AI always use taxact software and I have been a sahm but now I have a little income but we spent a lot of money and haven't made that back yet for me to be legal. I only sold about $12000, but most of that money went back into the business and I had to buy supplies. I know I gotta pay sales taxes on it, but I don't know how to itemize and dededuct. And do the other taxes. We spent $30,000 to be legal and buy cakepans and oven and sink and stuff because we had to have a commercial kitchen but I got small kids so I needed to be close to them plus we been having snow days. I know I can go to a accountant but I want to learn myself.
AAnd I gotta learn fast! I want to do them in the next few weeks. I just have a lot of receipts in a box please help me because there are no receipts for my biggest things I bought because I was getting a lot of stuff used and already had some stuff and my grandma gave me some of her cake pans plus there is supplies like cake mix and oil and eggs and powdered sugar but other stuff like airbrush and and cabinets and cooling rack and tile and insulation. But I got some insulation off craigslist so I don't have a receipt.
ASorry for so many posts but I am using my phone and it wont let me see what I am typing wonce I get past a certain amount of lines. But my husband lost some receipts to and some got mixed up but I can remember what I paid for stuff before taxes plus you can find it online, so can I add it in and do a educated guess to what some stuff was that we spent?
I sincerely suggest that you see a tax consultant/preparer the first time around (get a CPA). They can give you advice on how to setup tracking things the right way so you can be more independent in the future with self preparation. If you've spent that much on start-up another $500-$1000 is a drop in the bucket compared to the invaluable advice you will receive if you don't know where to start (and the fees are tax deductible). You can read books and articles, but you need something more specific to your needs if you've never done your taxes with your business taken into account unless you are really familiar with the tax code and interpreting the law. Additionally minimizing your tax liability is something you need to keep in mind, and a CPA can help with that also.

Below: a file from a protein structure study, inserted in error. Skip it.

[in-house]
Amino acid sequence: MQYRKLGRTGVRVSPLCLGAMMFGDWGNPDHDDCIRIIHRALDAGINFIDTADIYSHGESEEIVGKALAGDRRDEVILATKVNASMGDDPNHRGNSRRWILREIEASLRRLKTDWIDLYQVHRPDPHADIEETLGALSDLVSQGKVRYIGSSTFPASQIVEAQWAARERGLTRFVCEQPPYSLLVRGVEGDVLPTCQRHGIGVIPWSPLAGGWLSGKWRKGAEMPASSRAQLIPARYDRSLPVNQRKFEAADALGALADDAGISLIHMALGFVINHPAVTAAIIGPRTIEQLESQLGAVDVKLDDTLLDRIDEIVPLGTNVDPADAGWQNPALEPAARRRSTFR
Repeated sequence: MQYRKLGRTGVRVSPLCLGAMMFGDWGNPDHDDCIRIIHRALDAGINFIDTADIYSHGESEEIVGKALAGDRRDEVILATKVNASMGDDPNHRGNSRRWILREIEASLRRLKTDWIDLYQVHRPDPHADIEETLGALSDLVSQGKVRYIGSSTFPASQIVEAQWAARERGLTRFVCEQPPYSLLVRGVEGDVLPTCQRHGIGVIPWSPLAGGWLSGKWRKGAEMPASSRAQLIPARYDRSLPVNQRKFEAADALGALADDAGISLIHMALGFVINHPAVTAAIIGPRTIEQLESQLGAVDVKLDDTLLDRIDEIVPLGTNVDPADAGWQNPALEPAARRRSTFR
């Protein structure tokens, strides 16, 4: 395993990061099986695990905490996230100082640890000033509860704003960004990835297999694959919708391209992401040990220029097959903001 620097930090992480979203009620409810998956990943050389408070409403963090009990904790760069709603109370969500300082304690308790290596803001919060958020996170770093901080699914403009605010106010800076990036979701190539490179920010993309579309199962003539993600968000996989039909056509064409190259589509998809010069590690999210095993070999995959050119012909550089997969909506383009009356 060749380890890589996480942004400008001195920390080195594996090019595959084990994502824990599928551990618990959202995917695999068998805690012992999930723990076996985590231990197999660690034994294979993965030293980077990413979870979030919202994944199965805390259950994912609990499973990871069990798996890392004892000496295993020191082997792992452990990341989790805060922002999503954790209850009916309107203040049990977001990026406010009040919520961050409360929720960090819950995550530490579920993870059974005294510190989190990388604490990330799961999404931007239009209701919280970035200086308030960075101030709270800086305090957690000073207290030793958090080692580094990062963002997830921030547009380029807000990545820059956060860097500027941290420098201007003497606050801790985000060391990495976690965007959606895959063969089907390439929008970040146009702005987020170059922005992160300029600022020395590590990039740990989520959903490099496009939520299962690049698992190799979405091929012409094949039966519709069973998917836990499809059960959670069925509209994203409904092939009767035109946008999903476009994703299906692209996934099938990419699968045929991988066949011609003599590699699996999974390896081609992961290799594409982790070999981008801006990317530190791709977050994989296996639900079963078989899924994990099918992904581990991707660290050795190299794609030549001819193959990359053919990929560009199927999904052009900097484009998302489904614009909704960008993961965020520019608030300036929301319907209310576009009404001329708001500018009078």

To give you some background, I went to business school (MBA) took a couple of courses in Tax Accounting and I still think the use of a CPA was the best idea ever. I've prepared my own taxes since I've been paying taxes until I became a business owner.
Here's a good article from my CPA http://mycpajay.wordpress.com/2013/02/19/to-err-is-human-to-deduct-divine/
I know that's not the advice you were looking for, but I think it is your best bet!
Original message sent by tdovewings
I sincerely suggest that you see a tax consultant/preparer the first time around (get a CPA).
Agreed. If you were thinking of starting a business and you had some time to learn about doing your taxes I would recommend taking a class, but this is not the kind of thing you can learn quickly starting from scratch, especially if you have not been keeping diligent records.
I also went to business school for my MBA and took some tax accounting courses. When I started up my business I used QuickBooks to handle the accounting and track expenses/income. The hardest part was the initial QB setup, once you have it ready to go it's pretty easy to enter your receipts and orders. Doing the business taxes was relatively straightforward, you can import data from QB directly into Turbotax so it took me less than an hour to complete.
For next year, I recommend an accounting 101 class if you don't already have the background, plus a class specific to tax accounting and a tutorial class on your accounting software of choice.
the biggest problem is that you don't know what you need
it's one of those--you don't know what you don't know
you would have to learn everything in order to filter down to what would be pertinent for you--exhausting
you really need to bite the business tax preparer bullet at a minimum and a cpa of course is better srsly
you need to protect your investment
AI don't have the money right now for $500-$1000! Is that really what it costs? That is actually much worse than I thought. I am really good at math and following directions and I double check all my math. I seriously don't have it. I do think I will probably not owe much if anything.because we are still considered low income even though I am trying. We have a household size of 6 and we normally get like $8,000 back every year. We got student loans and mortgage interest. How do I even find someone reputable? Can I ask how much it costs before I go in? I did talk to one that was really nice q couple years ago and it was a free consultation and when I asked him how much it would be he didn't tell me.
even an h&r block--they have a premium/business division for more complicated returns like yours--you can get it all roughly priced out in advance too--it's priced according to how many different forms you/they use--it might not be as much as you say--i don't think it would be--you can try them